According to McKenna’s book there was “no shortage of gentleman callers” for Stella while she stayed in Hurt’s lodgings in Princes Street. “There was that roguish rough diamond John Jameson Jim… plain and honest Jack from Musselburgh… and the charming and helpful young man behind the counter at Messers Kensington and Jenners.”
And then there was John Safford Fiske, the US consul to Edinburgh and Leith. Fiske, who was acquainted with Louis Hurt, was living in George Street and his life apparently consisted of attending social events and arranging a marriage to an American heiress who was travelling to Edinburgh to meet him.
But, says McKenna, scratch beneath the surface and a different story emerges. “He seemed to have an attitude to marriage based on the ancient Greeks,” he says. “It was a duty and he would do it but his passion was for men. From the moment he arrived in Edinburgh he had sought out ‘adventures’ and had got together with brothers Donald and Robbie Sinclair – until Stella swept in.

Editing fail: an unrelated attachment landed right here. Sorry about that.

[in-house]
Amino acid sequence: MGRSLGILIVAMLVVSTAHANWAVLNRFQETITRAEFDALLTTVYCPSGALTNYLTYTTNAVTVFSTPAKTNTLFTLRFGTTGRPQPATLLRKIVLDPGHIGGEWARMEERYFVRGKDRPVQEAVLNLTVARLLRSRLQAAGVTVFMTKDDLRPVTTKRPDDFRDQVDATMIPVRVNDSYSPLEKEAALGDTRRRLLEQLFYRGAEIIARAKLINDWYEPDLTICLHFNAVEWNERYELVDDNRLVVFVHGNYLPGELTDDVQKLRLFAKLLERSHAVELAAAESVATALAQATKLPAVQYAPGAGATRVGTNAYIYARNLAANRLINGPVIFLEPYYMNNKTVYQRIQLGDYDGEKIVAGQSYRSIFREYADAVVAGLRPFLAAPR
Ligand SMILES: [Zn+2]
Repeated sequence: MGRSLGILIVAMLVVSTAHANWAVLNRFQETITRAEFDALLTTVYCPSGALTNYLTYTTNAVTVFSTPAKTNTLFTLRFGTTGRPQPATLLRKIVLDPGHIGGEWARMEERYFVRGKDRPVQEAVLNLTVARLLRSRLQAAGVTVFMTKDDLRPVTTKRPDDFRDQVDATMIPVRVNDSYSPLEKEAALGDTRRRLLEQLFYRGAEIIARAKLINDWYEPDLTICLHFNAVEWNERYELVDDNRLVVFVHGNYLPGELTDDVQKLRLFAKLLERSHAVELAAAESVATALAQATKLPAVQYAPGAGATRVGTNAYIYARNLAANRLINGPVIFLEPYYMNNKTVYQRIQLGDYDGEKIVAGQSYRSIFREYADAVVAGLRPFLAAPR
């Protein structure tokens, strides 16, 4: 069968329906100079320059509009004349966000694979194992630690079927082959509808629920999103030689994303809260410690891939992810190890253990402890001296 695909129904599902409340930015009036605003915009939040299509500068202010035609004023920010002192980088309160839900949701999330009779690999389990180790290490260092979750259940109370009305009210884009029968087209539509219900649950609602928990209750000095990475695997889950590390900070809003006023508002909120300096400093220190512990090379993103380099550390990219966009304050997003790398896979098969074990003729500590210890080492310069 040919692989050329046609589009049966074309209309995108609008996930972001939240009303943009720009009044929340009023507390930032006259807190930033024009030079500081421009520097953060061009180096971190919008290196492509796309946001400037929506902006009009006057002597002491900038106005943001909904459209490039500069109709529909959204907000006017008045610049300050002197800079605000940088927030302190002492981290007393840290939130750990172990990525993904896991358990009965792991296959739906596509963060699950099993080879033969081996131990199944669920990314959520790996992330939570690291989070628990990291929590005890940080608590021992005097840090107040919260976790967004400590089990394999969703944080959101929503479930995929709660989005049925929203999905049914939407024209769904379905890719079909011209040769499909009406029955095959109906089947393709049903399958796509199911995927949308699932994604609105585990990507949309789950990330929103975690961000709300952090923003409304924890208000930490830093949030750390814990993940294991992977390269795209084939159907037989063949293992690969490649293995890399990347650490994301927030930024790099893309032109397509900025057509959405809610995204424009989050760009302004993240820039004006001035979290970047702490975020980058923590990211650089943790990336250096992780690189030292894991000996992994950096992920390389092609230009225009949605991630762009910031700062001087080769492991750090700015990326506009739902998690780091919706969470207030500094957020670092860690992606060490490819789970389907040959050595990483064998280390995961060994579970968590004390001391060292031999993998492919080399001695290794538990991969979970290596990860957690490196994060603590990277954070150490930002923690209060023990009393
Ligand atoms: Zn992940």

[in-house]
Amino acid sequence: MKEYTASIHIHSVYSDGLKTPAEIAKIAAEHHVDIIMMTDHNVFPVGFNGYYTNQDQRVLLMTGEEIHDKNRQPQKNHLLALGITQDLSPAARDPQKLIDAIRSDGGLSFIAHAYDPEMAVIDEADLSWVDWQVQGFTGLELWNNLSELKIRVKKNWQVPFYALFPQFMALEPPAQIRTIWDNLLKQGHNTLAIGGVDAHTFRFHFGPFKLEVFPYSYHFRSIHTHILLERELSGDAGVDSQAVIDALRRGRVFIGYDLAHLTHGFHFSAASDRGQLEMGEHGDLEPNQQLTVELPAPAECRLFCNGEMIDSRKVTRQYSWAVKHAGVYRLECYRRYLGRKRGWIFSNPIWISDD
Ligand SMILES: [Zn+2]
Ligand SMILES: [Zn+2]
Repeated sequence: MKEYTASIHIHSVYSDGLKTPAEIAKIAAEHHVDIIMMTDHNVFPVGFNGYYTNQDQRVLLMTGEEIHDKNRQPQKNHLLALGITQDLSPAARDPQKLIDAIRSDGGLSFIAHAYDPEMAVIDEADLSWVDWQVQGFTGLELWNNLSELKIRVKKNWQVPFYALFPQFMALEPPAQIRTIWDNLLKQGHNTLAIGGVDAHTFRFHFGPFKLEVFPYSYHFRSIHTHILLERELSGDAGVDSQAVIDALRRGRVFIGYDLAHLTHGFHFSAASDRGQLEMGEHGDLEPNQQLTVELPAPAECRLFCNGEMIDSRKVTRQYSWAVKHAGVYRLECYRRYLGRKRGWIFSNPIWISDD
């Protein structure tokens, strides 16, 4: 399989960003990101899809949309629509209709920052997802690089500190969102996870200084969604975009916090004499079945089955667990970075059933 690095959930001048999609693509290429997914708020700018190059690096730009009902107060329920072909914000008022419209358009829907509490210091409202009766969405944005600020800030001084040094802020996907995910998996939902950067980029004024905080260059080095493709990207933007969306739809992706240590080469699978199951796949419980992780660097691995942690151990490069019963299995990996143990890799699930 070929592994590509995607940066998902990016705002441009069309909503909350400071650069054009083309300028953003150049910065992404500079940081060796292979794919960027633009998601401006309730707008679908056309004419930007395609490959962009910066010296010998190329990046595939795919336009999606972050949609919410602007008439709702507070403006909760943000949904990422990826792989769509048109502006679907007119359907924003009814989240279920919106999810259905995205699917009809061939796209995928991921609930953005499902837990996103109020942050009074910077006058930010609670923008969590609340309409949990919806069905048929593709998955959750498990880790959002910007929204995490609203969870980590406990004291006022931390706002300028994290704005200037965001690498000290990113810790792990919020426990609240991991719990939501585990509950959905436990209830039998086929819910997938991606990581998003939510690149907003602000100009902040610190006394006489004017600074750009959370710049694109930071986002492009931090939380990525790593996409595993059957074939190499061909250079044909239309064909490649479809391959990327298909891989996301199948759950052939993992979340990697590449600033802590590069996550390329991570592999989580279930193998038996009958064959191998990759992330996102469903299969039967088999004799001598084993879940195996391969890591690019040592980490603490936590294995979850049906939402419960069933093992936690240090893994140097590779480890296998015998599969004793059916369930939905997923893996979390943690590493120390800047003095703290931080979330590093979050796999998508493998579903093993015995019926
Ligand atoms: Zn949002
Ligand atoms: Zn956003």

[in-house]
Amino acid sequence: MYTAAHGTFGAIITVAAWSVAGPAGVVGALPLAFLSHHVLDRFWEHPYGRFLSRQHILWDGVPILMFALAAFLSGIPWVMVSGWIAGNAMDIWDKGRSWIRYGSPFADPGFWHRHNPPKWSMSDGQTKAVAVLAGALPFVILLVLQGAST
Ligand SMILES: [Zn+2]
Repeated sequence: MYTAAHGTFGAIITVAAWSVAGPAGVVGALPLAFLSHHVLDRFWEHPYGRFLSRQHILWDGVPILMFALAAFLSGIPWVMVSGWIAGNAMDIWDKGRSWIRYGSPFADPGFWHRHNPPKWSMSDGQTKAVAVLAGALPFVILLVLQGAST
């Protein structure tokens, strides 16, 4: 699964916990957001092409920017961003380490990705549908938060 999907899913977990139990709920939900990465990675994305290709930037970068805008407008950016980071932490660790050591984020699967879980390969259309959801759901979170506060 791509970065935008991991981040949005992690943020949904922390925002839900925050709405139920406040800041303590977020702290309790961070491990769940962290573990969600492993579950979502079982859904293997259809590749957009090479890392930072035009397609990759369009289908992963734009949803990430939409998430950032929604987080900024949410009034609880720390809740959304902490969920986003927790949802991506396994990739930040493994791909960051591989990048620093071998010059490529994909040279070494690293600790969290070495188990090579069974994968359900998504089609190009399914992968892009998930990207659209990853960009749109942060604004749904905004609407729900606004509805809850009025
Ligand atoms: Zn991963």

“Fiske had never met anyone like her. He found her fascinating and compelling. He fell in love, and it was like a kind of madness. During the later trial there was correspondence from him to Stella which showed just how head over heels he was.”
Stella’s visit to Edinburgh might have been brief, but it left a trail of debts – mostly to Jenners – and also a record of affairs which would be brought out during Boulton’s trial.
Indeed when both Boulton and Park were finally arrested in London and charged with “conspiring and inciting persons to commit unnatural acts”, the long arm of the law reached all the way back to Edinburgh.